140 acres in Marin County once owned by Genentech co-founder being sold at auction
March 12, 2021
Roland Li March 12, 2021Updated: March 12, 2021 4 a.m.
The 140-acre King Mountain Estate in Marin County is going to auction in the Bay Area’s latest mega-sales effort, testing the strength of a market that buyers have flocked to during the pandemic.
There is no reserve for the undeveloped property, which sits high above Larkspur and about a dozen miles from the Golden Gate Bridge by car. It last had an asking price of $25 million, down from $39 million in 2015.
The auction will open on April 22 and close on April 27.
Herbert Boyer, a co-founder of biotech giant Genentech, previously owned the property and won approvals to build a 27,500-square-foot mansion but never started construction. Those approvals are vested and permanently available for the land owner to refresh the permits, avoiding a public approval process that can stretch for years.
Steven Mavromihalis, a broker with Compass who represents the sellers, said the views are spectacular, spanning downtown San Francisco, the Bay Bridge, Mount Diablo, the Marin Headlands and Mount Tamalpais.
The owner is a Los Angeles trust, Mavromihalis said, declining to provide the identity of members.
Real estate website Socketsite reported in 2015 that Metallica drummer Lars Ulrich was an owner of the property. A Metallica representative didn’t have immediate comment and didn’t confirm the report. A Tiburon mansion previously owned by Ulrich sold last year for $10.3 million.
The King Mountain property at 128 Ridgecrest Road is in unincorporated Marin County and spans the borders of Kentfield and Larkspur.
Marin County’s median home price rose more than 10% to $1.45 million at the end of 2020, according to the Association of Realtors. A Compass real estate report said Marin had the highest price increases of any Bay Area County during the pandemic, and sales volume in January surged 50% compared to the prior year.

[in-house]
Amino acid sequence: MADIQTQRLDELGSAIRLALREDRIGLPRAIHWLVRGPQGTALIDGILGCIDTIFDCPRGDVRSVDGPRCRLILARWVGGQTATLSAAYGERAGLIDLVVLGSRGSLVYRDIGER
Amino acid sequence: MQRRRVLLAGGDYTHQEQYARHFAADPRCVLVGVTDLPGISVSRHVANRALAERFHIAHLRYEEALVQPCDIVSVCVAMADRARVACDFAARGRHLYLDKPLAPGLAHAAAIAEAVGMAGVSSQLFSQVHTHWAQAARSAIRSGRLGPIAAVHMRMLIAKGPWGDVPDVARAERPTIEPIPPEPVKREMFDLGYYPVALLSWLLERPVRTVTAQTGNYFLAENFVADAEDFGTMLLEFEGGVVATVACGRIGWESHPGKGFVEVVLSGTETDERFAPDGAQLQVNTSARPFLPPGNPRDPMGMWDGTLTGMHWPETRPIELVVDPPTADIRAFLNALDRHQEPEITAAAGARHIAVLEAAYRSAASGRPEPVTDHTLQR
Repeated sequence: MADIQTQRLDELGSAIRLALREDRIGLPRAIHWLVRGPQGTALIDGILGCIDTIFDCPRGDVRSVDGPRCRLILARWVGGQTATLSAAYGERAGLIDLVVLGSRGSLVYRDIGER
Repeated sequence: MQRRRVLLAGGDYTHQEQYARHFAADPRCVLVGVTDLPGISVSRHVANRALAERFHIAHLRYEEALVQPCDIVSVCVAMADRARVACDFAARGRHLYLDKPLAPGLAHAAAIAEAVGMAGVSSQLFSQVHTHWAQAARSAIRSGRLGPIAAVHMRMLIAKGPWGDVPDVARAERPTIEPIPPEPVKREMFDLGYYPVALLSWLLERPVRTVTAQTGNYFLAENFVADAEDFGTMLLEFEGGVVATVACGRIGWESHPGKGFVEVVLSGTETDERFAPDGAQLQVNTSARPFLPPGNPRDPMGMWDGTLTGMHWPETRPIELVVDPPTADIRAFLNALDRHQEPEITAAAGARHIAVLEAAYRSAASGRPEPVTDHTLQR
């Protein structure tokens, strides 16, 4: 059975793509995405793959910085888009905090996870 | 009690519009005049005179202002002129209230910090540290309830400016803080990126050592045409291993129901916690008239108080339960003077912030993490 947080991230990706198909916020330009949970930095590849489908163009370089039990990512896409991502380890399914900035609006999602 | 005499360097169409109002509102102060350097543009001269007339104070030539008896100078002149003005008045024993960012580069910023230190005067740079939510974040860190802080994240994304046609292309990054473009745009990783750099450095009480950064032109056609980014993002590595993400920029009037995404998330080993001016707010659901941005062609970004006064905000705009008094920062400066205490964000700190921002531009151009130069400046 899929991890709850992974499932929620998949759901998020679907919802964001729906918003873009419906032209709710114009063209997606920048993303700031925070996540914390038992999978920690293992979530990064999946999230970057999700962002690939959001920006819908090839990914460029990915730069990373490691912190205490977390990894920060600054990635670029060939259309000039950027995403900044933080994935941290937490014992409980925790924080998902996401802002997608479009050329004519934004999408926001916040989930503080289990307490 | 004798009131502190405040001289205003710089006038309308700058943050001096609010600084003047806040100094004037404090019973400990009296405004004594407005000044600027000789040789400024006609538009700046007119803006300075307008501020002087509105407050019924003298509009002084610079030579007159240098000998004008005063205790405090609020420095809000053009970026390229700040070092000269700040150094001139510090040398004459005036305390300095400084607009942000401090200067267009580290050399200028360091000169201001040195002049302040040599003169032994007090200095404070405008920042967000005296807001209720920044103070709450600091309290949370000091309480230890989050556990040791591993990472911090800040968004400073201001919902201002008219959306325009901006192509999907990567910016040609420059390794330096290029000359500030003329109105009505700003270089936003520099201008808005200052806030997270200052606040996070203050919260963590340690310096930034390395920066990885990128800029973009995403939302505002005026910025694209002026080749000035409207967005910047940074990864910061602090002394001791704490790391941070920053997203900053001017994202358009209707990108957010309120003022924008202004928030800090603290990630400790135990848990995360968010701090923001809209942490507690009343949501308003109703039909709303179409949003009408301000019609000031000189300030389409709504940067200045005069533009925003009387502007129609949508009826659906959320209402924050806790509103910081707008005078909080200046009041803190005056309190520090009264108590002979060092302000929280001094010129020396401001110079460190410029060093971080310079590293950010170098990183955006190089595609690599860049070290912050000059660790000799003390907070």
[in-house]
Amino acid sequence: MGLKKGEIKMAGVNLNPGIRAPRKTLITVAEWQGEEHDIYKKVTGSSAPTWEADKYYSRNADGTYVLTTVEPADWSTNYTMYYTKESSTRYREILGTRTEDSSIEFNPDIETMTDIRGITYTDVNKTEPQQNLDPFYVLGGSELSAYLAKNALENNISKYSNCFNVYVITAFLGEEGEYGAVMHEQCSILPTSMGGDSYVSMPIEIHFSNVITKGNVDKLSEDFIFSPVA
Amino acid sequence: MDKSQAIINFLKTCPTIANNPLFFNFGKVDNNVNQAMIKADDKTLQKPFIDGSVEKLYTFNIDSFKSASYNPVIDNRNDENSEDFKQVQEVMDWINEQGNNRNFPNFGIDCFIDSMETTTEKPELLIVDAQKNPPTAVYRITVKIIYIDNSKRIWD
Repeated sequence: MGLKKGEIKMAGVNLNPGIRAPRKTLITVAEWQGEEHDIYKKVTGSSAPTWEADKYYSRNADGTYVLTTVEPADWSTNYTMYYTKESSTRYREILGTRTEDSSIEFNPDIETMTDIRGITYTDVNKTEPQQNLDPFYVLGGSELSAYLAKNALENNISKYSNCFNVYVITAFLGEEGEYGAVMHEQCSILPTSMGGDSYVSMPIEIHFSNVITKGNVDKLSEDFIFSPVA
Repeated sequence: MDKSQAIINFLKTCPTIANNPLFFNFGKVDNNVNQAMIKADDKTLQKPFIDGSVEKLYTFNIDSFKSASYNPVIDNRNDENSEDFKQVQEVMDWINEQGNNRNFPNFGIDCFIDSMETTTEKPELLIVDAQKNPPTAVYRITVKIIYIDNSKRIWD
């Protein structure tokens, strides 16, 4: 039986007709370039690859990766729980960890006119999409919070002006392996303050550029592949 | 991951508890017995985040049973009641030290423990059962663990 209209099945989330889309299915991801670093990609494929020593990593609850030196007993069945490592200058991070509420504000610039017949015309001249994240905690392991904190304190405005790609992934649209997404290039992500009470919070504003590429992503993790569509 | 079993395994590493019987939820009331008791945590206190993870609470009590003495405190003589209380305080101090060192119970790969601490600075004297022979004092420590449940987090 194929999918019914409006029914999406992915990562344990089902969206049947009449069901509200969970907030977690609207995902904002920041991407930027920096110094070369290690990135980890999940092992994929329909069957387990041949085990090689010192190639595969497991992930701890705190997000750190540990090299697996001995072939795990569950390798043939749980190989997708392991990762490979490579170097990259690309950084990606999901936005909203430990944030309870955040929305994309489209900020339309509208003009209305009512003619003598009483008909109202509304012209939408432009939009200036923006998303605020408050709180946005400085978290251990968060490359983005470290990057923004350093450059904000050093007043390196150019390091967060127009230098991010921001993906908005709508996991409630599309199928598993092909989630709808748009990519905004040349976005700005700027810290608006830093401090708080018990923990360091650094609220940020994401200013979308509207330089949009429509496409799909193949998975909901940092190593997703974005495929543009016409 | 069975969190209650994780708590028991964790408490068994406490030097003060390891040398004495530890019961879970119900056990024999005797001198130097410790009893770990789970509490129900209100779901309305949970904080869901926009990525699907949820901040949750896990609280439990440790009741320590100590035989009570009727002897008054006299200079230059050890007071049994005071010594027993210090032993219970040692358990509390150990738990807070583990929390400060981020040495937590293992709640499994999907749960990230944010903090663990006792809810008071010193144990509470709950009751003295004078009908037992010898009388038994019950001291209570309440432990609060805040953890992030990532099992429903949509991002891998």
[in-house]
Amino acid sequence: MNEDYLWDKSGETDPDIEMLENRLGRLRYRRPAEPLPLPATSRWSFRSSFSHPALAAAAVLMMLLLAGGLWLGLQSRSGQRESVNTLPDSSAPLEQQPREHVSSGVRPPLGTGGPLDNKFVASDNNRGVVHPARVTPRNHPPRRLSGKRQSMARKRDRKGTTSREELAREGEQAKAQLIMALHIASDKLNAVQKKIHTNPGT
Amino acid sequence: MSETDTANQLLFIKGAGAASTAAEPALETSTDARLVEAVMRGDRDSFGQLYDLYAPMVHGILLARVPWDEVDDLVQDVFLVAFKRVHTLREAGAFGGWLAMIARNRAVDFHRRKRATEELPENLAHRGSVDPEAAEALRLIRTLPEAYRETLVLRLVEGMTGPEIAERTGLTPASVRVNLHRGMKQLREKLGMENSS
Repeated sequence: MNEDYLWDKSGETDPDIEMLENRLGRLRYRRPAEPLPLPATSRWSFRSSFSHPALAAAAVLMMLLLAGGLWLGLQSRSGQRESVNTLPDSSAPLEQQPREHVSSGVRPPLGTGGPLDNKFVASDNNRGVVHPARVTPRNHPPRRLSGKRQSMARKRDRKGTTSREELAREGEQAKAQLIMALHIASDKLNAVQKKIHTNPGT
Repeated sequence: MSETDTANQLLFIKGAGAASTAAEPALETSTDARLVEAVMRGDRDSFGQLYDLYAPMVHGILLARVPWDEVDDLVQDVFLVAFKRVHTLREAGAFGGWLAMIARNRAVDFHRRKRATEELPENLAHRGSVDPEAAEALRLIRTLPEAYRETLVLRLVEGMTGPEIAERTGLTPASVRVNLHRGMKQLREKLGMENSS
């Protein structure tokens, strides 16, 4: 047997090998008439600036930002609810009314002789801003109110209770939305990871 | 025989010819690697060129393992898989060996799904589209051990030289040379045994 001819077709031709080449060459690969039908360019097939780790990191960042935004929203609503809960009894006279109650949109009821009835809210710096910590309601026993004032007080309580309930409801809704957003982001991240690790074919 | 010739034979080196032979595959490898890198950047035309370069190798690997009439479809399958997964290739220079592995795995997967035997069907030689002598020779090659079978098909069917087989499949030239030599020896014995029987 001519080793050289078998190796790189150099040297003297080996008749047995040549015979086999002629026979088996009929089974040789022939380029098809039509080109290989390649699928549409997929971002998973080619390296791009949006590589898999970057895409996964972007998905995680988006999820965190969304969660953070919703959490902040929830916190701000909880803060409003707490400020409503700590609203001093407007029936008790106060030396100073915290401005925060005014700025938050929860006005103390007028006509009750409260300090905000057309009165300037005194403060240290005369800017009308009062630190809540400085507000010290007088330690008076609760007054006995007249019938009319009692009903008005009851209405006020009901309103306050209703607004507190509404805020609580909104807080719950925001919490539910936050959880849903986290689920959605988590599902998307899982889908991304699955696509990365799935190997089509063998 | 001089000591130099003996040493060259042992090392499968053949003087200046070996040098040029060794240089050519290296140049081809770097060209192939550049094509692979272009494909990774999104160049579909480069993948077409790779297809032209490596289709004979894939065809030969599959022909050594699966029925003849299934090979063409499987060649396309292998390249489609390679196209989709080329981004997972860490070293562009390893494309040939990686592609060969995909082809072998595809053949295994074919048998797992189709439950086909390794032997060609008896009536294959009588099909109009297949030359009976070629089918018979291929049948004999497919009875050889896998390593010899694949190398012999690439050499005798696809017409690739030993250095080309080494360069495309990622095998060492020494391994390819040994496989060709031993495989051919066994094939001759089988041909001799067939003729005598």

Mavromihalis said buyers are attracted to Marin’s more spacious homes and easy access to nature, particularly during a pandemic.
“People have been very aware of their surroundings and making their homes an oasis,” he said.
King Mountain Estate has views of downtown San Francisco, along with Mount Diablo, Mount Tam and the Marin Headlands. (Hover Effect)
King Mountain Estate has garnered interest but the ownership is deciding to move forward with an auction to maximize value and potentially attract bidders from around the world.
“We have had attention and high-priced offers very near the current asking price,” Mavromihalis said. “Some of the most serious attention has come from young entrepreneurs who don’t want to build palatial estates and are more attracted to it as a sense of a return to nature.”
“I think because of the love that the ownership has with the property, there was somewhat of a reluctance to see it go at a lesser price,” he added.
The public King Mountain Loop Trail has an easement through the property, which will remain. The trail is near the bottom of the property and not in the residential building area, which is around 32 acres and on a flat ridge on the property, Mavromihalis said.
Concierge Auctions, which specialized in luxury homes, is running the auction.
Concierge is on pace to have 200 auctions this year, with an average price of $5 million. The company is well-suited to having all-digital tours during the pandemic and pulling a global pool of wealthy buyers that Roffers said makes the auction process more straightforward compared to traditional sales.
“Buying a high-end property is not as efficient as it should be,” he said. “We are very transparent about our business.”
Concierge previously auctioned off the Villa Firenze mansion in Beverly Hills, which had a previous asking price of $165 million. Roffers said the sale would close soon and it will be the most expensive property auction in history.
Roffers expects the King Mountain site to benefit from the pandemic shift towards homes near nature.
“It’s an extraordinary property,” he said. “What’s performed particularly well are places like Marin and the Hamptons, where you’re away from it all, but you have access to a world class city.”Roland Li is a San Francisco Chronicle staff writer. Email: firstname.lastname@example.org Twitter: @rolandlisfFifth & Mission